A LF experiment was conducted to verify in individual mice the regulation observed from the pools used in TMT-experiment. The LF strategy on all individual samples (n=38) used as pools in the TMT experiment above resulted in quantification of 2612 proteins, and 2525 of these were also quantified in the LF experiment (Figure 1). The Pearson correlation of the fold change for the 2525 proteins between KO and WT in TMT vs. LF were 0.52 for timepoint 0, 0.62 for 10 dpi, and 0.76 for 20 dpi. This correlation is as expected considering the different nature of the two methods where label free tend to give a broader distribution of ratios compared to TMT due to compression effects when using TMT [18].

proteomics-bioinformatics-quantified-brain-samples

The number of proteins quantified in both experiments with ≥3 PSMs in both of the TMT experiments and >1 unique peptide in the LF experiment. The total number of proteins quantified in each experiment is presented in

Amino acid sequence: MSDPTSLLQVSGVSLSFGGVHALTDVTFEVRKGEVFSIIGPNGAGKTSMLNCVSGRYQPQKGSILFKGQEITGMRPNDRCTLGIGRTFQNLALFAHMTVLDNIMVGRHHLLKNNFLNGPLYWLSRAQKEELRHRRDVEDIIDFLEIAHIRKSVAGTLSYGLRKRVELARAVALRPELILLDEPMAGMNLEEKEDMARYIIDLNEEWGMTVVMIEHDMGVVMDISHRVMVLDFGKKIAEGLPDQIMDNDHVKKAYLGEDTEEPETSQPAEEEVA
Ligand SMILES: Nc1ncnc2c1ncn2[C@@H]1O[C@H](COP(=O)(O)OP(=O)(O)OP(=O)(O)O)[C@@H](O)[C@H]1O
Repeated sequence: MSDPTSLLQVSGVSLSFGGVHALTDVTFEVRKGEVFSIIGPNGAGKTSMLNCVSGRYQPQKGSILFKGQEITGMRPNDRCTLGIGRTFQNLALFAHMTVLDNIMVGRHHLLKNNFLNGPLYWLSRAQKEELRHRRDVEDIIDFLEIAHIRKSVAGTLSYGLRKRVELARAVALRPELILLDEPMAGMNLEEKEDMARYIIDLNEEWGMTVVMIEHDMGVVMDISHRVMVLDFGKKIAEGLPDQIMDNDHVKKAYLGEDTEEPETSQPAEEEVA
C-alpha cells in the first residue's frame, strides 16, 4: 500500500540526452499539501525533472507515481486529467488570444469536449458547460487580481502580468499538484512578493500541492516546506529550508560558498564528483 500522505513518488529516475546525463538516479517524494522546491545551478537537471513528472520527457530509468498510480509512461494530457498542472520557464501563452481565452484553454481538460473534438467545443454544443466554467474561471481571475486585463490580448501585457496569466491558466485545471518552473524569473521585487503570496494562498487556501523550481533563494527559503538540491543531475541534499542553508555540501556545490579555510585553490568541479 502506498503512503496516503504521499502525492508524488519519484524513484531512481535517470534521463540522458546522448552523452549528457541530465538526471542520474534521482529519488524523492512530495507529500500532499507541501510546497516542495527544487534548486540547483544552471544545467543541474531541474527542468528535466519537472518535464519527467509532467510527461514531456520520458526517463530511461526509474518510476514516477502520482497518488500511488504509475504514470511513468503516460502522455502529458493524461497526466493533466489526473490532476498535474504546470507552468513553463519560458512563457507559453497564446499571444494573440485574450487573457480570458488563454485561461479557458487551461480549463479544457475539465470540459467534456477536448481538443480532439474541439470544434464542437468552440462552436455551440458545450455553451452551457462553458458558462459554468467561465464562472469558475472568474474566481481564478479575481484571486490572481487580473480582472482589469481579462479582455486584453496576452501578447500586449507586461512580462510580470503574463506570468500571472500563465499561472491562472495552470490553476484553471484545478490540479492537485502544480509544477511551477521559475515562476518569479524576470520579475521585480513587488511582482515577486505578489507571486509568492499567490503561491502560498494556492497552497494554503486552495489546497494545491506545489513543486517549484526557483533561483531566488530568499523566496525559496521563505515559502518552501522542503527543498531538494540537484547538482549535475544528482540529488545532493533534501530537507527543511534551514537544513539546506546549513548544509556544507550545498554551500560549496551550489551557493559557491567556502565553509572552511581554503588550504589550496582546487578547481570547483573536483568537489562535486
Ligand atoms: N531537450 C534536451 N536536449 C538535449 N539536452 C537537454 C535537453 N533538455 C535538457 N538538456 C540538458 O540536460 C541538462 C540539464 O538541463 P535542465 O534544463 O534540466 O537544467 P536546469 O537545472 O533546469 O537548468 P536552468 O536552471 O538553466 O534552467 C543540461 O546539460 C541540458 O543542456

parenthesis. Proteins identified in protein groups were excluded.

Figure 1: Proteins quantified in brain samples from Peli1 KO and WT mice.

Of the total of 187 proteins found regulated from the TMTexperiment, 80 proteins were also quantified in the LF experiment, and 57 of these were also significantly regulated between one or more conditions in the LF experiment. These proteins formed the main basis for further interpretation of the proteomics results. Most differences in protein regulation between KO and WT were found at 20 dpi (Figure 2) when the difference in EAE clinical scores was highest (Supplementary Figure 1). Thus 20 dpi was the main focus in the analyses in the following sections.

proteomics-bioinformatics-regulated-proteins

The number of proteins significantly regulated between conditions (p≤ 0.05, TMT log2 Fold change (FC) ≥ 0.263, ≤ -0.263, LF log2 FC ≥ 0.485, ≤ -0.485) and their regulation are indicated by arrows. Horizontal arrows: proteins significantly regulated between the given timepoints in KO or in WT, respectively. Large vertical arrows: number of proteins significantly regulated between KO and WT at the given timepoints. Arrowheads indicate the nominator in FC calculations. The figure should be read as follows; between KO 0 and KO 10 a total of 31 proteins were significantly different and all were more abundant in KO 10 as indicated by the arrow pointing upwards. KO 0: Peli1 knock out prior to EAE immunization, KO 10: Peli1 knock out 10 days after EAE immunization, KO 20: Peli1 knock out 20 days after EAE immunization, WT 0: Wild-type before EAE immunization, WT 10: Wild-type 10 days after EAE immunization, WT 20: Wild type 20 days after EAE immunization.